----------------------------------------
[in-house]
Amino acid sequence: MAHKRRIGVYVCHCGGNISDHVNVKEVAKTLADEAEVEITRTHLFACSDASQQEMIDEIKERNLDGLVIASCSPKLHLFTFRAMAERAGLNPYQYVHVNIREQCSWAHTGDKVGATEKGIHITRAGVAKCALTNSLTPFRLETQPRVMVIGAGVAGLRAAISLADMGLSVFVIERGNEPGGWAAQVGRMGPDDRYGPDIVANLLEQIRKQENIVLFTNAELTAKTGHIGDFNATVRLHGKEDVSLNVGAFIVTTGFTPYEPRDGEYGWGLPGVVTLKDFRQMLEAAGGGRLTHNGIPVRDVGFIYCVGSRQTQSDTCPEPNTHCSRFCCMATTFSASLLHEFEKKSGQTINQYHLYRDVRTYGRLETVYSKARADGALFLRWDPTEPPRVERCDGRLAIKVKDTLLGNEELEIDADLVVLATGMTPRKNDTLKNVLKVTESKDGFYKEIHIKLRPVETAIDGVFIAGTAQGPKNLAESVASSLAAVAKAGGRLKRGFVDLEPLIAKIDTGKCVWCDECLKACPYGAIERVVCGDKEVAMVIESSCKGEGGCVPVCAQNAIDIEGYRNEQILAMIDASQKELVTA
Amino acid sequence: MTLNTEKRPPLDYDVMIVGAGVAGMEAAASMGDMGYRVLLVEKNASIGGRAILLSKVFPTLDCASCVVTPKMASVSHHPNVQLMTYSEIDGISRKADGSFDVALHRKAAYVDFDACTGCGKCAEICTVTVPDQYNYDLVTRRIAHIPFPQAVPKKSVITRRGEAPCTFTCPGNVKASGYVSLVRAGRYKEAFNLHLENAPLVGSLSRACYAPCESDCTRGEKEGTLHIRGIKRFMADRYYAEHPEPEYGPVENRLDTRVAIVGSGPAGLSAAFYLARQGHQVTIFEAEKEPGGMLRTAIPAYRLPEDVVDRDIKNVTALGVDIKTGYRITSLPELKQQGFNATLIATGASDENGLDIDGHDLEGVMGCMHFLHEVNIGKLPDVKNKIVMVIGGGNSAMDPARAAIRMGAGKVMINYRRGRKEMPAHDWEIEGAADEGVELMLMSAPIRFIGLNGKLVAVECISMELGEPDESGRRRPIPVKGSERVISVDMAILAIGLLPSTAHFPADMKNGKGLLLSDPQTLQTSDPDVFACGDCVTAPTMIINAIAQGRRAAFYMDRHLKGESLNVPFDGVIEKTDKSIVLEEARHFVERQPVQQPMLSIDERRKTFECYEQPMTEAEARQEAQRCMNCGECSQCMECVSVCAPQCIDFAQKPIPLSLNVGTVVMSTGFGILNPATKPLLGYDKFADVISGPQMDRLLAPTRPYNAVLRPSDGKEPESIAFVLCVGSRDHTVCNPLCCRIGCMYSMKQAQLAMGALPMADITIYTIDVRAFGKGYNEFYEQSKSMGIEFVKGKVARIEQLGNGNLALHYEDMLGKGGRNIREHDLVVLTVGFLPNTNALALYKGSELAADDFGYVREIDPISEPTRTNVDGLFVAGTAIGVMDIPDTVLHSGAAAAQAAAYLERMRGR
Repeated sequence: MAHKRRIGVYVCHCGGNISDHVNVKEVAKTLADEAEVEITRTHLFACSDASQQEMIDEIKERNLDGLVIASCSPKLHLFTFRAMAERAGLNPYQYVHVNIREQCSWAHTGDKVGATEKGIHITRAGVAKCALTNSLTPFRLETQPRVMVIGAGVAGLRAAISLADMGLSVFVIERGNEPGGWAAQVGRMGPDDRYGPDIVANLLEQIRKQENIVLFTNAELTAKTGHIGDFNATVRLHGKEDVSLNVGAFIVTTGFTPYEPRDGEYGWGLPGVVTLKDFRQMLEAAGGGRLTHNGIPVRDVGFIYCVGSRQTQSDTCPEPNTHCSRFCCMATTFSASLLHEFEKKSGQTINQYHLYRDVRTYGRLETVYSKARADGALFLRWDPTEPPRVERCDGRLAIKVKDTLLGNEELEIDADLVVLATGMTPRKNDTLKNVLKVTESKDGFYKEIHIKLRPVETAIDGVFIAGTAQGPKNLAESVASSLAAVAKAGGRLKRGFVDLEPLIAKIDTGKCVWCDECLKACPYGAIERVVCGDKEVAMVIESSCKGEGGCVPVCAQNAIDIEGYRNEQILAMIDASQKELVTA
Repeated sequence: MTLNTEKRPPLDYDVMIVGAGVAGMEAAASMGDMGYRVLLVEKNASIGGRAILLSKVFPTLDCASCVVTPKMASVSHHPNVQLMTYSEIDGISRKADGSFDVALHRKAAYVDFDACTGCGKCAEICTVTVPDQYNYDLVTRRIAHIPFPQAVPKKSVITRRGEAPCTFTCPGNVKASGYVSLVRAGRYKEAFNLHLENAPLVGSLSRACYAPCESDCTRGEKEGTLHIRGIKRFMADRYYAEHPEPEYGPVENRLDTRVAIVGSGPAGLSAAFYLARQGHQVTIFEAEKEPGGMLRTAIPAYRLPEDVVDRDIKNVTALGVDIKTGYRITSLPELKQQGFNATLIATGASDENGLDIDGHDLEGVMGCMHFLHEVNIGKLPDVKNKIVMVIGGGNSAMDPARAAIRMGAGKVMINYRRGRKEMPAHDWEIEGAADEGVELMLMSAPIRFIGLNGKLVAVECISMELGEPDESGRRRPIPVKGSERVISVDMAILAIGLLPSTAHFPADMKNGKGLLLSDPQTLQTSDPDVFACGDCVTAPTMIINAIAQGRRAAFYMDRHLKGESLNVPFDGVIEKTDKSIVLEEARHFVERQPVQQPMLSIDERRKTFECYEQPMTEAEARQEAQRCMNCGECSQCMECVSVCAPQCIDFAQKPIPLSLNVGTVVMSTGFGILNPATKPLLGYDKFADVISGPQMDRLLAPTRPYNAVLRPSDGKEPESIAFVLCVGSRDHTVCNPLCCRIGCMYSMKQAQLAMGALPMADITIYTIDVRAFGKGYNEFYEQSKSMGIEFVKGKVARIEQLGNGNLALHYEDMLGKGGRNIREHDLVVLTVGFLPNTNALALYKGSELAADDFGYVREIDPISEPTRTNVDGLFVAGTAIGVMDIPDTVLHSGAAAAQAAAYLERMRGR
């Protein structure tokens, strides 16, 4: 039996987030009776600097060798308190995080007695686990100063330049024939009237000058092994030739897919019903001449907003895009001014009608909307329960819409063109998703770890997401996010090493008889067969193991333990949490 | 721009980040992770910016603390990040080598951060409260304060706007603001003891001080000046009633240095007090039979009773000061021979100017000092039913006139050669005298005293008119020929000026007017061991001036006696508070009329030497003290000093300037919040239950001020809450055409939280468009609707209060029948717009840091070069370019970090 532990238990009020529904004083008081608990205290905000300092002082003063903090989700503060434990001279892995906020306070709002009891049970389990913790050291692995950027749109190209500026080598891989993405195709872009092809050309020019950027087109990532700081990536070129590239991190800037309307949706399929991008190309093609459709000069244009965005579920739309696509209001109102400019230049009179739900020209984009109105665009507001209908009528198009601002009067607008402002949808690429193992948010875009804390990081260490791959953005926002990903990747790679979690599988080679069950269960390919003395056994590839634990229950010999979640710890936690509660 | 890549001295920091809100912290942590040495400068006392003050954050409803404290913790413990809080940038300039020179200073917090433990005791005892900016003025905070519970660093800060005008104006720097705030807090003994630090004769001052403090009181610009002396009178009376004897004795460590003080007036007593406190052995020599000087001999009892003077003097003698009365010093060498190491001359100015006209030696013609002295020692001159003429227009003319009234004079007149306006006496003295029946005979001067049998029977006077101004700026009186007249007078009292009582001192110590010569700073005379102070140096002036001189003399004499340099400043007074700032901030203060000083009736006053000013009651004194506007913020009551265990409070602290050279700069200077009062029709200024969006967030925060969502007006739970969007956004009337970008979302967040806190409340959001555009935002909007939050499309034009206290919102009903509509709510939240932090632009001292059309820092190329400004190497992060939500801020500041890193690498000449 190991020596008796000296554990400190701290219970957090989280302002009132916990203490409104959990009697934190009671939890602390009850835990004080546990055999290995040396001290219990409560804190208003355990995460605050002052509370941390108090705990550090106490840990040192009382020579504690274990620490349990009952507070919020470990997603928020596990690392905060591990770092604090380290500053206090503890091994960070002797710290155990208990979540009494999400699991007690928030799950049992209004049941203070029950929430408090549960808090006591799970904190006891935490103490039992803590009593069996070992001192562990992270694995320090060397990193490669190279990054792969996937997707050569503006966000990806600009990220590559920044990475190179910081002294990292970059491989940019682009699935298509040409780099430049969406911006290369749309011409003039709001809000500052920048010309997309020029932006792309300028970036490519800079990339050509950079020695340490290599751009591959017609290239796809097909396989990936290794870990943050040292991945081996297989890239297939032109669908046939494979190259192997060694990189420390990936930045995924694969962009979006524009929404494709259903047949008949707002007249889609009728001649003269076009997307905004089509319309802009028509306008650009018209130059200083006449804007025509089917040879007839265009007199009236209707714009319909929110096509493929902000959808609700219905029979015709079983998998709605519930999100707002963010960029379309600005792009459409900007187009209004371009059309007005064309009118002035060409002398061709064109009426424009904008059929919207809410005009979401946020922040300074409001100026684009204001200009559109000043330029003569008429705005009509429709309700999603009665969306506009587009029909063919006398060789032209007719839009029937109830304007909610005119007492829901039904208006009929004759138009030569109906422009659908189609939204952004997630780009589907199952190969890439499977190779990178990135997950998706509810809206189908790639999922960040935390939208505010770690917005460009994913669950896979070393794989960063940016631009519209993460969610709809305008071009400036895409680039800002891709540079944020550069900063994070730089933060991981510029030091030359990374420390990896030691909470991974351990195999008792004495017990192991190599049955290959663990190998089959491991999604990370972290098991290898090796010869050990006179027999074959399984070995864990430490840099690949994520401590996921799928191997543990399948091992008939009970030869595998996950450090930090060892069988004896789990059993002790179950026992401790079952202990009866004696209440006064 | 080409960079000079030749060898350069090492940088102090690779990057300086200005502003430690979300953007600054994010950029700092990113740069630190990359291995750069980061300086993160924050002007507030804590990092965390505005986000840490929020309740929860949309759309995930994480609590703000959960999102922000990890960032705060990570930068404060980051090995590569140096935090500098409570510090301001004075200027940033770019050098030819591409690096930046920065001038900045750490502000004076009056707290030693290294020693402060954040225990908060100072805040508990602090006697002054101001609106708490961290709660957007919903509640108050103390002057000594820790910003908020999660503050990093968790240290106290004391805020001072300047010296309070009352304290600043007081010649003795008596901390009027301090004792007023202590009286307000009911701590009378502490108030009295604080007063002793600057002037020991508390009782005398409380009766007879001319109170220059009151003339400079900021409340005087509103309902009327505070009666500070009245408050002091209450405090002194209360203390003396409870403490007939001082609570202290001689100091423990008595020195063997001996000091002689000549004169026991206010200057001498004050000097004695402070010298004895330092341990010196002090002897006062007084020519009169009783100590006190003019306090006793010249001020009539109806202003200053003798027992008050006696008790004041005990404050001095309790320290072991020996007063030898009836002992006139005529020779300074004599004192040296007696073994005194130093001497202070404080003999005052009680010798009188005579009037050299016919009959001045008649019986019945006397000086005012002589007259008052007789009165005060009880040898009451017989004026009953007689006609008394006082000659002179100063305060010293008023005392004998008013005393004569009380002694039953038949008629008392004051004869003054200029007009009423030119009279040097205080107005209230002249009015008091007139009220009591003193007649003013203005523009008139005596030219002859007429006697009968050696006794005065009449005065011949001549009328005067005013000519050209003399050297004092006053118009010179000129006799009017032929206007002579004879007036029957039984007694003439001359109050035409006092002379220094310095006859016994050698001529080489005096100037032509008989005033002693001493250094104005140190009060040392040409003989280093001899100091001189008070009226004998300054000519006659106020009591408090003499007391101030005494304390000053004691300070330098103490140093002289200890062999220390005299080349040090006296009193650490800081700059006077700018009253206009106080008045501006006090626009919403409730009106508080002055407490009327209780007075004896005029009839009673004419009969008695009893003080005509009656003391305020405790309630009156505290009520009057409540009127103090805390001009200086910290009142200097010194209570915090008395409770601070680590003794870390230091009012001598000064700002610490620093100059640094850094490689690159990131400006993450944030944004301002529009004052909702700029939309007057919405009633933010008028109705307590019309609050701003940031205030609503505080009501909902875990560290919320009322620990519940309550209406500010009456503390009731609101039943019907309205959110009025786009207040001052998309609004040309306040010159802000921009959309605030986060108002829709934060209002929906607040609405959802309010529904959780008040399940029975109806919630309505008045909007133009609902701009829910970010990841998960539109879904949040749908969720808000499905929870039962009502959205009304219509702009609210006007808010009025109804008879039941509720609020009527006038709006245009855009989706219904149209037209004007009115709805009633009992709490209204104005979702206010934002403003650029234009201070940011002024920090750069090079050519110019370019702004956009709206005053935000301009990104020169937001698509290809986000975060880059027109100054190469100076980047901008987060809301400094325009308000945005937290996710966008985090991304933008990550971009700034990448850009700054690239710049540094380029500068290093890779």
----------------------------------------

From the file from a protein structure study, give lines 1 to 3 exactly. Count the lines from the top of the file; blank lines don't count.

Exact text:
[in-house]
Amino acid sequence: MAHKRRIGVYVCHCGGNISDHVNVKEVAKTLADEAEVEITRTHLFACSDASQQEMIDEIKERNLDGLVIASCSPKLHLFTFRAMAERAGLNPYQYVHVNIREQCSWAHTGDKVGATEKGIHITRAGVAKCALTNSLTPFRLETQPRVMVIGAGVAGLRAAISLADMGLSVFVIERGNEPGGWAAQVGRMGPDDRYGPDIVANLLEQIRKQENIVLFTNAELTAKTGHIGDFNATVRLHGKEDVSLNVGAFIVTTGFTPYEPRDGEYGWGLPGVVTLKDFRQMLEAAGGGRLTHNGIPVRDVGFIYCVGSRQTQSDTCPEPNTHCSRFCCMATTFSASLLHEFEKKSGQTINQYHLYRDVRTYGRLETVYSKARADGALFLRWDPTEPPRVERCDGRLAIKVKDTLLGNEELEIDADLVVLATGMTPRKNDTLKNVLKVTESKDGFYKEIHIKLRPVETAIDGVFIAGTAQGPKNLAESVASSLAAVAKAGGRLKRGFVDLEPLIAKIDTGKCVWCDECLKACPYGAIERVVCGDKEVAMVIESSCKGEGGCVPVCAQNAIDIEGYRNEQILAMIDASQKELVTA
Amino acid sequence: MTLNTEKRPPLDYDVMIVGAGVAGMEAAASMGDMGYRVLLVEKNASIGGRAILLSKVFPTLDCASCVVTPKMASVSHHPNVQLMTYSEIDGISRKADGSFDVALHRKAAYVDFDACTGCGKCAEICTVTVPDQYNYDLVTRRIAHIPFPQAVPKKSVITRRGEAPCTFTCPGNVKASGYVSLVRAGRYKEAFNLHLENAPLVGSLSRACYAPCESDCTRGEKEGTLHIRGIKRFMADRYYAEHPEPEYGPVENRLDTRVAIVGSGPAGLSAAFYLARQGHQVTIFEAEKEPGGMLRTAIPAYRLPEDVVDRDIKNVTALGVDIKTGYRITSLPELKQQGFNATLIATGASDENGLDIDGHDLEGVMGCMHFLHEVNIGKLPDVKNKIVMVIGGGNSAMDPARAAIRMGAGKVMINYRRGRKEMPAHDWEIEGAADEGVELMLMSAPIRFIGLNGKLVAVECISMELGEPDESGRRRPIPVKGSERVISVDMAILAIGLLPSTAHFPADMKNGKGLLLSDPQTLQTSDPDVFACGDCVTAPTMIINAIAQGRRAAFYMDRHLKGESLNVPFDGVIEKTDKSIVLEEARHFVERQPVQQPMLSIDERRKTFECYEQPMTEAEARQEAQRCMNCGECSQCMECVSVCAPQCIDFAQKPIPLSLNVGTVVMSTGFGILNPATKPLLGYDKFADVISGPQMDRLLAPTRPYNAVLRPSDGKEPESIAFVLCVGSRDHTVCNPLCCRIGCMYSMKQAQLAMGALPMADITIYTIDVRAFGKGYNEFYEQSKSMGIEFVKGKVARIEQLGNGNLALHYEDMLGKGGRNIREHDLVVLTVGFLPNTNALALYKGSELAADDFGYVREIDPISEPTRTNVDGLFVAGTAIGVMDIPDTVLHSGAAAAQAAAYLERMRGR